WASHINGTON, June 22, 2016 - Farmers are a comparative bunch.

They talk to their neighbors to compare the rain gauge measurements after some needed moisture. They’ve been known to crunch the numbers on whether they should buy or lease that new tractor. In such a risky business, their very livelihoods could depend on making the right choice, so thoughtful comparison is key.

But they probably aren’t too keen on comparing how much money they received in government supports. Despite their concerns, the Environmental Working Group is doing it for them, allowing anyone with an Internet connection to determine the recipients of the $322 billion in farm subsidies doled out between 1995 and 2014 through their online database.

The information is there for public consumption and the public appears to be taking EWG up on it. EWG says there have been more than 766 million searches in the database since November 2004. And they have plans to keep adding more payment data.

While the information may be getting good traffic, many in agriculture think what’s on display is incomplete. Tom Sell with the Texas-based lobbying firm Combest, Sell & Associates recently said EWG is using a “nasty” means of characterization to display the figures without explaining clearly what they represent.

“They don’t put things in the right context,” Sell said in an interview with Agri-Pulse. “They try and couch it as people living off of these subsidies, when in fact it’s an economic policy that is not really meant about welfare for the farmers, so much as good, stable agricultural policy.”

The database offers a searchable forum to isolate recipients by state and zip code and find a total amount of payments received over almost 20 years (1995-2014), including one-time allocations such as disaster payments. But critics of the database say this information is incomplete.

Take, for example, California Republican Rep. Doug LaMalfa, whom EWG classifies as the recipient of the largest amount of farm payments of any member of Congress. He is part-owner of the DSL LaMalfa Family Partnership, which initial results show received about $5.3 million in subsidies during the 1995-2014 time period. But users have to click on the operation’s listing to learn that more than 99 percent of what the partnership received was rice subsidies, and what the farm once received (an average of $437,280 from 1999-2003) has since decreased sharply (an average of $186,578 from 2009-2013). And, the farm received nothing in 2014.

Further digging would also reveal - using information not available on the EWG website - that LaMalfa and his wife Jill own a third of the partnership, meaning that Rep. LaMalfa has not himself received the entirety of the $5.3 million.

While the initial search results may focus on the aggregate number, Scott Faber, EWG’s vice president of government affairs, insisted to Agri-Pulse that EWG does in fact provide “a lot of background” to explain the numbers on the screen.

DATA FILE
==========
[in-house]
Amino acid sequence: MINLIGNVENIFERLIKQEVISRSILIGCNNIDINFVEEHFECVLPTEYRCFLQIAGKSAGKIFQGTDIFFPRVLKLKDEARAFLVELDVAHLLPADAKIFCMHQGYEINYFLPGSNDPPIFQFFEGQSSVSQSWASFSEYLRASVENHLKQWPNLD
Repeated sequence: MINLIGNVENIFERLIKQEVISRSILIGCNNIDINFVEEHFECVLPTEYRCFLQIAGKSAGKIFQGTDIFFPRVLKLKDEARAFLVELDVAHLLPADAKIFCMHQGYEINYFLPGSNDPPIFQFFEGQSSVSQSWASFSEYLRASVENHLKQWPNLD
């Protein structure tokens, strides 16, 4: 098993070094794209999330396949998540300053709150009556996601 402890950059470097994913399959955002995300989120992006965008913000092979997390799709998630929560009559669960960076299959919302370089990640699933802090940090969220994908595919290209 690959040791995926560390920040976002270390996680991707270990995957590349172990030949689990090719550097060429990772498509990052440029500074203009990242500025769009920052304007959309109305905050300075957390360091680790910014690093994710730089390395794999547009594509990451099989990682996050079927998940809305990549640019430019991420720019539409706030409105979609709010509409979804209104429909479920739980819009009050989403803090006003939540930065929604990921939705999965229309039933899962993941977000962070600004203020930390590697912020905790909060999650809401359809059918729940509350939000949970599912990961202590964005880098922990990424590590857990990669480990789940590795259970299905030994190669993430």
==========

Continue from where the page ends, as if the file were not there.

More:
“Anyone can get the full picture, year-by-year subsidy report,” he said. “You wouldn’t have to work hard… to understand why the reference-price or the old target-price programs would cause payments to be bigger in some years and lower in others. That basic information about how subsidies work is available.”

Faber was adamant that EWG is not opposed to crop insurance and is not using this database to try to kill the program. However, he thinks there should be a different split between what farmers and the government now pay for the program, with premium subsidies averaging about 60 percent.

“It’s hard to sustain the notion that the government’s paying two thirds of the cost of a revenue policy,” Faber said. “Americans love farmers, we’re always going to help farmers weather the ups and downs of agriculture, but at some point there’s a limit to our generosity.”

Changes in farm policy such as the elimination of direct payments and the creation of the Agricultural Risk Coverage (ARC) and Price Loss Coverage (PLC) in the 2014 farm bill could also lead to very different figures when the 2015 data are eventually added to the site.

EWG hopes that further changes to farm policy are considered as Congress begins its deliberations over the next farm bill (the current legislation expires in 2018). Faber said the group would be focusing particularly on conservation programs to make sure they are getting the necessary environmental return.

“These are big pollution challenges that in some parts of the country are being met, but in other parts of the country are really being neglected, and the farm bill can really be an important part of the solution,” Faber said. “We’ve now reached a point where we can step back and look at” program spending and returns, he added.

There also will likely be a spat over cost sharing of crop insurance and the overall price tag of the bill, especially because the actual cost of the 2014 farm bill is turning out to be much higher than predicted. It remains to be seen whether EWG will approach this issue through suggested means testing, a changed cost share, or some combination of both, but Faber said something needs to change.

“There’s a way to strike a better balance between what we’re providing farmers and the amount of money that they contribute towards premiums,” Faber said. And when asked what that better balance would be?

“That’s a good question for Congress,” he said.


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